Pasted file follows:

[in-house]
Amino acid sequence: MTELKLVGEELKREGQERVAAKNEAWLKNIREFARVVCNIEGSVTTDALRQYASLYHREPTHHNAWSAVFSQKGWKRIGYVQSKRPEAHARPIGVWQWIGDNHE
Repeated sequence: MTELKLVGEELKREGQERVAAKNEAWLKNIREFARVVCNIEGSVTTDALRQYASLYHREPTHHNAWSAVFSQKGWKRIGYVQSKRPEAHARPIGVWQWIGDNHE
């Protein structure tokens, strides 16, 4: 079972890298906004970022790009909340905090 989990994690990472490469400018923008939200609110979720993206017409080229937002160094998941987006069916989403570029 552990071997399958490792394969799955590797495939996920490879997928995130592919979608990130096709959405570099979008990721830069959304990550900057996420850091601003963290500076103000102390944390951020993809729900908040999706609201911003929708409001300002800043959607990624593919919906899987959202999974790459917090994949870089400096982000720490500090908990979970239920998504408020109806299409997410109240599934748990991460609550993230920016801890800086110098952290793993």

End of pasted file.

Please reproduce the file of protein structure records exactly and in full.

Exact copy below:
[in-house]
Amino acid sequence: MTELKLVGEELKREGQERVAAKNEAWLKNIREFARVVCNIEGSVTTDALRQYASLYHREPTHHNAWSAVFSQKGWKRIGYVQSKRPEAHARPIGVWQWIGDNHE
Repeated sequence: MTELKLVGEELKREGQERVAAKNEAWLKNIREFARVVCNIEGSVTTDALRQYASLYHREPTHHNAWSAVFSQKGWKRIGYVQSKRPEAHARPIGVWQWIGDNHE
């Protein structure tokens, strides 16, 4: 079972890298906004970022790009909340905090 989990994690990472490469400018923008939200609110979720993206017409080229937002160094998941987006069916989403570029 552990071997399958490792394969799955590797495939996920490879997928995130592919979608990130096709959405570099979008990721830069959304990550900057996420850091601003963290500076103000102390944390951020993809729900908040999706609201911003929708409001300002800043959607990624593919919906899987959202999974790459917090994949870089400096982000720490500090908990979970239920998504408020109806299409997410109240599934748990991460609550993230920016801890800086110098952290793993």